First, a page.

Birmingham City Council’s under-fire CEO has issued a seven-point recovery plan in a last-ditch attempt to save the city from financial ruin.
The country’s largest unitary authority remains in a state of emergency, with no-nonsense commissioner Max Caller appointed by the government to help tackle £1 billion-worth of financial shortfalls.
They include the equal pay liability bill, a figure between £650m and £760m, an in-year budget gap of £87m for 2023/24 while, in 2024/25, that figure will rise to more than £165m. There’s also the £100m bill to fix the council’s IT system Oracle which, according to the council’s most senior finance officer, Fiona Greenway, “will make things more difficult than they should be”.
The council’s leader John Cotton has admitted that the authority is “at a crossroads”. He said: “It’s been an incredibly tough month and I apologise that we’re faced with such stark choices. These are worrying times and I’m sorry for that.”
The council’s chief executive, Deborah Cadman, continues to face fierce criticism for the handling of the local authority, with some calling on her to step down.
However, in a bid to drag Birmingham City Council back onto its feet, Ms Cadman has issued a framework intended on solving the city’s financial woes. At a finance meeting held on Friday (September 29), Ms Cadman outlined the seven steps to recovery:
1. Reduce spending
“The first element of the financial recovery plan is to reduce spending and to mitigate spending for 2023/24. We are working at a fast rate of knots to deliver the immediate in-year budget pressures and the savings we need to make,” she said. We’re very focused on the need to deliver a balanced budget for 2023/24 in February of next year. There’s also a revised emergency budget for 2023/24 that will be presented at a further extraordinary meeting of the full council at a date in late October.”
“The second element of the plan is an organisational redesign that will take place next year once we are clear about the financial implications of our budget,” Ms Cadman continued. “I know many people are anxious about this. We’re looking at developing leaner corporate services. We’ll look at leaner service structures and that will essentially be to cut out duplication. There’s lots of duplication across the organisation where we need to be a lot smarter at cutting out.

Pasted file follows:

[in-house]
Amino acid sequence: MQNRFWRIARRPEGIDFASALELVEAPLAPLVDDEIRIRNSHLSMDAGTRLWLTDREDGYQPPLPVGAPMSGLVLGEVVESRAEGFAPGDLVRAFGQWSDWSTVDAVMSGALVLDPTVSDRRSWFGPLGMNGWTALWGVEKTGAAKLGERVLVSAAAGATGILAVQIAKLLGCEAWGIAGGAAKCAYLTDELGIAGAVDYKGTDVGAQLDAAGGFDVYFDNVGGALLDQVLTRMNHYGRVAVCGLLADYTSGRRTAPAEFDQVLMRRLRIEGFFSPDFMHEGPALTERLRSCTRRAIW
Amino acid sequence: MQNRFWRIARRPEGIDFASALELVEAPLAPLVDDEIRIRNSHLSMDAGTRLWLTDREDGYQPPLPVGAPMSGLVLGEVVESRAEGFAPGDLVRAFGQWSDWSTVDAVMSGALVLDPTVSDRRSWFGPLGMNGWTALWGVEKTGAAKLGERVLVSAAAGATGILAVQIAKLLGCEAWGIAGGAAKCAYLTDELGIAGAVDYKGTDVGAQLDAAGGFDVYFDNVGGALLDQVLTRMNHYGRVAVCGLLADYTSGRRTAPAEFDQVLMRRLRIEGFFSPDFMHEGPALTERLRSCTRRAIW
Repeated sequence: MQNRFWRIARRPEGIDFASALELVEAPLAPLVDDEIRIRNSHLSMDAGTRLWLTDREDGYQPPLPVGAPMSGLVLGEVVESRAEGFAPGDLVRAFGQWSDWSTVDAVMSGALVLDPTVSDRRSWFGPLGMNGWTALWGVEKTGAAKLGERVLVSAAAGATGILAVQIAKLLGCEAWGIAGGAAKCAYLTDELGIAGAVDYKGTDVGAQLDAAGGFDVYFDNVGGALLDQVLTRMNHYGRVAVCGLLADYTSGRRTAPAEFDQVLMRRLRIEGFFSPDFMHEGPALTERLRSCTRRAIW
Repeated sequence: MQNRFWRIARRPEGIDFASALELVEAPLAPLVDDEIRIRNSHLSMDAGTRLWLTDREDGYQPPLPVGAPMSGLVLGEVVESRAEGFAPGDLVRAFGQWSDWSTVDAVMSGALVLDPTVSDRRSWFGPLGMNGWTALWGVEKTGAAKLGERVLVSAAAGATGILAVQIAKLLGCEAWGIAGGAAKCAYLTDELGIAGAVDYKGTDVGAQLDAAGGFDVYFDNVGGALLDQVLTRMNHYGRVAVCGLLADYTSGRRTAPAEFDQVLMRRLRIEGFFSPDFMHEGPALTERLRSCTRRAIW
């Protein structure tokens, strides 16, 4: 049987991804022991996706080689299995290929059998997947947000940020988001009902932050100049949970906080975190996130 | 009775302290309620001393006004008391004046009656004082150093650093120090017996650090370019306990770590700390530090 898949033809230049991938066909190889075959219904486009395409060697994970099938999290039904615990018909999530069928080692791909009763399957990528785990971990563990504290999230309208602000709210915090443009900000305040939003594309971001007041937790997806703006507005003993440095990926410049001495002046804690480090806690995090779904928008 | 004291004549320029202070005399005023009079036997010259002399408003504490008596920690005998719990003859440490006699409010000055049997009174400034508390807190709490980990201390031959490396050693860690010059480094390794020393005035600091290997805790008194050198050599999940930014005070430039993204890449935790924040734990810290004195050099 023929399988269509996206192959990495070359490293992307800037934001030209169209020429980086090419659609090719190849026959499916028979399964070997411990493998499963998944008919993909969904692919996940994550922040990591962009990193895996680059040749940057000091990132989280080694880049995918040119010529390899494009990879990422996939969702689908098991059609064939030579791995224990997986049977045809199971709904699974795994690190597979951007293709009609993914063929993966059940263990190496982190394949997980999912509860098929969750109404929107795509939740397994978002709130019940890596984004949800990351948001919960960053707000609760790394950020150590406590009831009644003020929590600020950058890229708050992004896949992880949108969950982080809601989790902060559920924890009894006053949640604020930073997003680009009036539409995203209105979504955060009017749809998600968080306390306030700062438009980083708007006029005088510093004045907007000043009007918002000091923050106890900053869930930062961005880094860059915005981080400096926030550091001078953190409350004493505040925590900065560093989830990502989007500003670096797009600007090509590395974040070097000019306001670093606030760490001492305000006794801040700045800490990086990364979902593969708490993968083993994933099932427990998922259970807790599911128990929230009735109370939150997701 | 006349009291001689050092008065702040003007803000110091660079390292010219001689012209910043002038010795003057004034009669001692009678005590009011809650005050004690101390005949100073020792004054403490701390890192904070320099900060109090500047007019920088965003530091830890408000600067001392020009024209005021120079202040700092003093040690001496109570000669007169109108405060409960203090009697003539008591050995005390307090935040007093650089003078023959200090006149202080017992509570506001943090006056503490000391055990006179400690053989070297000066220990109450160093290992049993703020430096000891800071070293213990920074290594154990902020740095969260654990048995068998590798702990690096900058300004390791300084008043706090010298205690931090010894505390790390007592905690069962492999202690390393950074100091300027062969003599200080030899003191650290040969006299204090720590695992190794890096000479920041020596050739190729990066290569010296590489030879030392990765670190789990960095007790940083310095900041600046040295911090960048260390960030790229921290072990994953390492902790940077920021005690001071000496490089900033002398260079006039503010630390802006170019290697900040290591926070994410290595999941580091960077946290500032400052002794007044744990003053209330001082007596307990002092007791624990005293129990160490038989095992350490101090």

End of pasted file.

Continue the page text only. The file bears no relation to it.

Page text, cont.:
“There also needs to be greater clarity of our service offers to citizens across the board. Our first priority has to be about reassuring citizens but, in addition to that, be very focused on what we can deliver for our citizens as well.
“We need to be more effective in looking at early intervention and prevention to reduce demand and cut costs of failure. I am still of the view that this council needs to be better at prevention and intervening early in the challenges people face. I don’t know anybody that would disagree with that.
“We need more effective partnerships with other public, private and community sector organisations because, again, we are now in conversation with some of our partners who are offering to take on some of the responsibility to deliver services. In some cases, some of the community groups that we are working with are better placed to deliver some of the services that we are delivering at the moment. We’re increasing our partnerships and engagement with those.